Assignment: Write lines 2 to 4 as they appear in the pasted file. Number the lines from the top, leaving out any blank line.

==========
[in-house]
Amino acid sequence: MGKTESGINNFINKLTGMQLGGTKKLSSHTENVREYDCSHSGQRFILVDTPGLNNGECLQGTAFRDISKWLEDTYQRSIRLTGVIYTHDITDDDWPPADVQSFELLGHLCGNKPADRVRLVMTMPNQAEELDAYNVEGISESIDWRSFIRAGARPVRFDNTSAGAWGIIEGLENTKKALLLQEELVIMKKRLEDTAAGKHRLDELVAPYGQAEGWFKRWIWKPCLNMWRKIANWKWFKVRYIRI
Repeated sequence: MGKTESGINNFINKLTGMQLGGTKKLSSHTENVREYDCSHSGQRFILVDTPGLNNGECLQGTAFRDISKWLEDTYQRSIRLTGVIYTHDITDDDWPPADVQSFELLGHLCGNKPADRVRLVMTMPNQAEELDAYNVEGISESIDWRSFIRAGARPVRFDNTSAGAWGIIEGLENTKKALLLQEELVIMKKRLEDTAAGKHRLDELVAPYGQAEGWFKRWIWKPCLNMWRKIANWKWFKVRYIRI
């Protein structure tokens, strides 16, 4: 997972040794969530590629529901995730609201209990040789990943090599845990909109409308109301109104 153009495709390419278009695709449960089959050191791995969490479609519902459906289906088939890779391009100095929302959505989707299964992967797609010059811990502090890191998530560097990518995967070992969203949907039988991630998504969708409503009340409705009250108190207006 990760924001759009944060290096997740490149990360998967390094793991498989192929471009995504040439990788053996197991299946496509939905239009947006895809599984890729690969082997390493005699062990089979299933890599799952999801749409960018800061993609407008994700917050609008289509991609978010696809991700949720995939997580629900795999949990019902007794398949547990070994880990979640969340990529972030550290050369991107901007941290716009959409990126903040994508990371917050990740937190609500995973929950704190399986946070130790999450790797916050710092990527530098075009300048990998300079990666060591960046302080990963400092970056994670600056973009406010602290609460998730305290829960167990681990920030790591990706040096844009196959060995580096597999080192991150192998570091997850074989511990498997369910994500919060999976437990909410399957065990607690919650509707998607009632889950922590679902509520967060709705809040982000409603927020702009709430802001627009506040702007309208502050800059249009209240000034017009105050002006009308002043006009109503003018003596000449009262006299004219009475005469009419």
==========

Amino acid sequence: MGKTESGINNFINKLTGMQLGGTKKLSSHTENVREYDCSHSGQRFILVDTPGLNNGECLQGTAFRDISKWLEDTYQRSIRLTGVIYTHDITDDDWPPADVQSFELLGHLCGNKPADRVRLVMTMPNQAEELDAYNVEGISESIDWRSFIRAGARPVRFDNTSAGAWGIIEGLENTKKALLLQEELVIMKKRLEDTAAGKHRLDELVAPYGQAEGWFKRWIWKPCLNMWRKIANWKWFKVRYIRI
Repeated sequence: MGKTESGINNFINKLTGMQLGGTKKLSSHTENVREYDCSHSGQRFILVDTPGLNNGECLQGTAFRDISKWLEDTYQRSIRLTGVIYTHDITDDDWPPADVQSFELLGHLCGNKPADRVRLVMTMPNQAEELDAYNVEGISESIDWRSFIRAGARPVRFDNTSAGAWGIIEGLENTKKALLLQEELVIMKKRLEDTAAGKHRLDELVAPYGQAEGWFKRWIWKPCLNMWRKIANWKWFKVRYIRI
């Protein structure tokens, strides 16, 4: 997972040794969530590629529901995730609201209990040789990943090599845990909109409308109301109104 153009495709390419278009695709449960089959050191791995969490479609519902459906289906088939890779391009100095929302959505989707299964992967797609010059811990502090890191998530560097990518995967070992969203949907039988991630998504969708409503009340409705009250108190207006 990760924001759009944060290096997740490149990360998967390094793991498989192929471009995504040439990788053996197991299946496509939905239009947006895809599984890729690969082997390493005699062990089979299933890599799952999801749409960018800061993609407008994700917050609008289509991609978010696809991700949720995939997580629900795999949990019902007794398949547990070994880990979640969340990529972030550290050369991107901007941290716009959409990126903040994508990371917050990740937190609500995973929950704190399986946070130790999450790797916050710092990527530098075009300048990998300079990666060591960046302080990963400092970056994670600056973009406010602290609460998730305290829960167990681990920030790591990706040096844009196959060995580096597999080192991150192998570091997850074989511990498997369910994500919060999976437990909410399957065990607690919650509707998607009632889950922590679902509520967060709705809040982000409603927020702009709430802001627009506040702007309208502050800059249009209240000034017009105050002006009308002043006009109503003018003596000449009262006299004219009475005469009419």